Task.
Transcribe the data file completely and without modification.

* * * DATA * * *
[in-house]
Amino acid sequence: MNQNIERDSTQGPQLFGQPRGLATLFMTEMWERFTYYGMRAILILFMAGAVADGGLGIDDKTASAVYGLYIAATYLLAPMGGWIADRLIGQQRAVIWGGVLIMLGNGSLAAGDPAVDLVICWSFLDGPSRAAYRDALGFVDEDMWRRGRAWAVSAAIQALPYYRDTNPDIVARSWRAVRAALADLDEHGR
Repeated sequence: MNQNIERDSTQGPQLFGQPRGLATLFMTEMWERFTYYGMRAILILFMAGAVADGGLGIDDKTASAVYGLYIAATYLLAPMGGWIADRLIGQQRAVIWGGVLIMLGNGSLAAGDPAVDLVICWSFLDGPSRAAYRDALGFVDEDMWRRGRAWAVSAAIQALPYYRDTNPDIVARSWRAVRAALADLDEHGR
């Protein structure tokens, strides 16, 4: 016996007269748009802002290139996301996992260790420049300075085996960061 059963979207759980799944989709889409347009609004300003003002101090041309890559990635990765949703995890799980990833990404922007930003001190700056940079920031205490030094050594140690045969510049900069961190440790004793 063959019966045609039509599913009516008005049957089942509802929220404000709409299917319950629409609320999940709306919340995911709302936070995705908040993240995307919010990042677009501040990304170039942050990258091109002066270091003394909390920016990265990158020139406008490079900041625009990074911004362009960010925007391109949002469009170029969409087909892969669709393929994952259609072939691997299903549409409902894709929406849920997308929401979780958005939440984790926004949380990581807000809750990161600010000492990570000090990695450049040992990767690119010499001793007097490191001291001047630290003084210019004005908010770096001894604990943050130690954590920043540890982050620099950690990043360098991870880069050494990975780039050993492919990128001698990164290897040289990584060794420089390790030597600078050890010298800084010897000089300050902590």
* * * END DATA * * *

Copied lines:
[in-house]
Amino acid sequence: MNQNIERDSTQGPQLFGQPRGLATLFMTEMWERFTYYGMRAILILFMAGAVADGGLGIDDKTASAVYGLYIAATYLLAPMGGWIADRLIGQQRAVIWGGVLIMLGNGSLAAGDPAVDLVICWSFLDGPSRAAYRDALGFVDEDMWRRGRAWAVSAAIQALPYYRDTNPDIVARSWRAVRAALADLDEHGR
Repeated sequence: MNQNIERDSTQGPQLFGQPRGLATLFMTEMWERFTYYGMRAILILFMAGAVADGGLGIDDKTASAVYGLYIAATYLLAPMGGWIADRLIGQQRAVIWGGVLIMLGNGSLAAGDPAVDLVICWSFLDGPSRAAYRDALGFVDEDMWRRGRAWAVSAAIQALPYYRDTNPDIVARSWRAVRAALADLDEHGR
């Protein structure tokens, strides 16, 4: 016996007269748009802002290139996301996992260790420049300075085996960061 059963979207759980799944989709889409347009609004300003003002101090041309890559990635990765949703995890799980990833990404922007930003001190700056940079920031205490030094050594140690045969510049900069961190440790004793 063959019966045609039509599913009516008005049957089942509802929220404000709409299917319950629409609320999940709306919340995911709302936070995705908040993240995307919010990042677009501040990304170039942050990258091109002066270091003394909390920016990265990158020139406008490079900041625009990074911004362009960010925007391109949002469009170029969409087909892969669709393929994952259609072939691997299903549409409902894709929406849920997308929401979780958005939440984790926004949380990581807000809750990161600010000492990570000090990695450049040992990767690119010499001793007097490191001291001047630290003084210019004005908010770096001894604990943050130690954590920043540890982050620099950690990043360098991870880069050494990975780039050993492919990128001698990164290897040289990584060794420089390790030597600078050890010298800084010897000089300050902590």